Elon Musk, the man behind Tesla, is certainly no stranger to controversy, but no one doubts that he has the soul of a true visionary. His latest act is a gesture of generosity not often seen in the automotive domain. The entrepreneur has announced that Tesla would make all of its patents public so that other manufacturers could make use of them.
This is the kind of concrete action that is worth calling attention to. The objective of the move is simple: speed up the pace of efforts to fight climate change and contribute to saving the planet.
"(Tesla) will not initiate patent lawsuits against anyone who, in good faith, wants to use our technology."
- Elon Musk
We’ll say it again: In a sector in which competition dictates behaviour, the gesture is remarkable and to be applauded. Elon Musk explained:
"Tesla Motors was created to accelerate the advent of sustainable transport. If we clear a path to the creation of compelling electric vehicles, but then lay intellectual property landmines behind us to inhibit others, we are acting in a manner contrary to that goal."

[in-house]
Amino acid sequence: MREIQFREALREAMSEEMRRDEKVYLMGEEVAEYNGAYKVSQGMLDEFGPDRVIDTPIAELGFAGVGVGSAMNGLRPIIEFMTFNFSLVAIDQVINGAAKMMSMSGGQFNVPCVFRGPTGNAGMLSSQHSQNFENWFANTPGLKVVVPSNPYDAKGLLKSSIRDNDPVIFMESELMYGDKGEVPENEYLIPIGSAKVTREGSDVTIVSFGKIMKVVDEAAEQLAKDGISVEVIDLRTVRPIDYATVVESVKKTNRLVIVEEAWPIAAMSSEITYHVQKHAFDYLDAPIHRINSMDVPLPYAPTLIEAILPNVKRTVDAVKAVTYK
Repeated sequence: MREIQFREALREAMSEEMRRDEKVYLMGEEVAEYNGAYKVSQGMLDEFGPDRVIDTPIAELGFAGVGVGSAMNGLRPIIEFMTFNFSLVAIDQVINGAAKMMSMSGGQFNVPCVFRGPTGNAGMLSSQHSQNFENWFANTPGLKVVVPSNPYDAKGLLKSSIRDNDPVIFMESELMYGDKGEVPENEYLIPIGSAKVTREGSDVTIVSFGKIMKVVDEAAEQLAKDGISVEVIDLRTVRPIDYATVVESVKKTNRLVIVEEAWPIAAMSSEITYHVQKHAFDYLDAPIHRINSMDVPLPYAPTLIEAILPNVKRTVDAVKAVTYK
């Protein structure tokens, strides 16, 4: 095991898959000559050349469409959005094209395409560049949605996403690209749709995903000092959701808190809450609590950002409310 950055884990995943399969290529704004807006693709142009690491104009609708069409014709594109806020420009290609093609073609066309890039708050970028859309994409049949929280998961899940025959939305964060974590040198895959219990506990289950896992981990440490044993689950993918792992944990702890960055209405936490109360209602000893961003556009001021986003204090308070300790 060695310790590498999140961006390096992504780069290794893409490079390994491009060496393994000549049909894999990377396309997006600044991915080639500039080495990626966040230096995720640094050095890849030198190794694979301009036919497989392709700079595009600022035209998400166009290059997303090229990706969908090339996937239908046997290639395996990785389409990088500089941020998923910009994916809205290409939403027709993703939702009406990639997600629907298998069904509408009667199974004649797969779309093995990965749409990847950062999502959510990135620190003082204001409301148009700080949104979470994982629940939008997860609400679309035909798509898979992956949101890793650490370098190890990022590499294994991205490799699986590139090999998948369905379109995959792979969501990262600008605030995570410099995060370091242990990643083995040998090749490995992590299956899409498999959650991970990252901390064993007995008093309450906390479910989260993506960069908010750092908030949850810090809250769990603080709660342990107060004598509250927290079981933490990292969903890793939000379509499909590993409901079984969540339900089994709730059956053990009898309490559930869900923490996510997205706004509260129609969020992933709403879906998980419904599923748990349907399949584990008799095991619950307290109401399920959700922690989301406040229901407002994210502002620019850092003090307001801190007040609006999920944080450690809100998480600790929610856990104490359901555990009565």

Musk added some interesting comments during his announcement. He acknowledged that his first reflex had been to protect Tesla’s patents, for fear of being overtaken by other manufacturers with deeper pockets. The fact that sales of electric vehicles have remained tiny as a proportion of the market as a whole convinced him that this was not the way to go.
What’s more, given that 100 million new vehicles are built around the world every year, it was clear to Musk that Tesla would never be able to build enough cars to make a dent in global fuel emissions. By allowing other companies to make use of the technologies his company has developed, he hopes to speed up the process.
The question now is what the other automotive companies will do with the patents. The hope of course is that other automakers and manufacturers will share information as well. The overarching objective, that of making the car less devastating on the environment, should be on their radar as well, after all.